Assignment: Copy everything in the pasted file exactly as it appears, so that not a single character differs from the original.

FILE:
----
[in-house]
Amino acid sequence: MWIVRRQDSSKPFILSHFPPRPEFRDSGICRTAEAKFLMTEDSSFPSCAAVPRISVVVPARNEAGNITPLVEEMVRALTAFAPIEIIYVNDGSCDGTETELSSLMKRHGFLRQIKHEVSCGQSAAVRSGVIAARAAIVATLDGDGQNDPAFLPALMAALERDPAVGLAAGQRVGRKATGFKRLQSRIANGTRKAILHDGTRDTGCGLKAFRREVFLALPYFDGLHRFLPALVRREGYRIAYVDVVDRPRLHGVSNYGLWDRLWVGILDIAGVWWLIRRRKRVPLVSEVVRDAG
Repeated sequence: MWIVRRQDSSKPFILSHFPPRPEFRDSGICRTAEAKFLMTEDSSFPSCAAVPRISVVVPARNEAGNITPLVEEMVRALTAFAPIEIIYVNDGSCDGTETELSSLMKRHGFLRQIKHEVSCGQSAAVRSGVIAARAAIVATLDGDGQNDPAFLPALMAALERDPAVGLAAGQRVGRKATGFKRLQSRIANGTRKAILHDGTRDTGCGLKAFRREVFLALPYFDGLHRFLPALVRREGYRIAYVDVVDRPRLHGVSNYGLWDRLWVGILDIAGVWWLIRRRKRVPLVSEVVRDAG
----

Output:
[in-house]
Amino acid sequence: MWIVRRQDSSKPFILSHFPPRPEFRDSGICRTAEAKFLMTEDSSFPSCAAVPRISVVVPARNEAGNITPLVEEMVRALTAFAPIEIIYVNDGSCDGTETELSSLMKRHGFLRQIKHEVSCGQSAAVRSGVIAARAAIVATLDGDGQNDPAFLPALMAALERDPAVGLAAGQRVGRKATGFKRLQSRIANGTRKAILHDGTRDTGCGLKAFRREVFLALPYFDGLHRFLPALVRREGYRIAYVDVVDRPRLHGVSNYGLWDRLWVGILDIAGVWWLIRRRKRVPLVSEVVRDAG
Repeated sequence: MWIVRRQDSSKPFILSHFPPRPEFRDSGICRTAEAKFLMTEDSSFPSCAAVPRISVVVPARNEAGNITPLVEEMVRALTAFAPIEIIYVNDGSCDGTETELSSLMKRHGFLRQIKHEVSCGQSAAVRSGVIAARAAIVATLDGDGQNDPAFLPALMAALERDPAVGLAAGQRVGRKATGFKRLQSRIANGTRKAILHDGTRDTGCGLKAFRREVFLALPYFDGLHRFLPALVRREGYRIAYVDVVDRPRLHGVSNYGLWDRLWVGILDIAGVWWLIRRRKRVPLVSEVVRDAG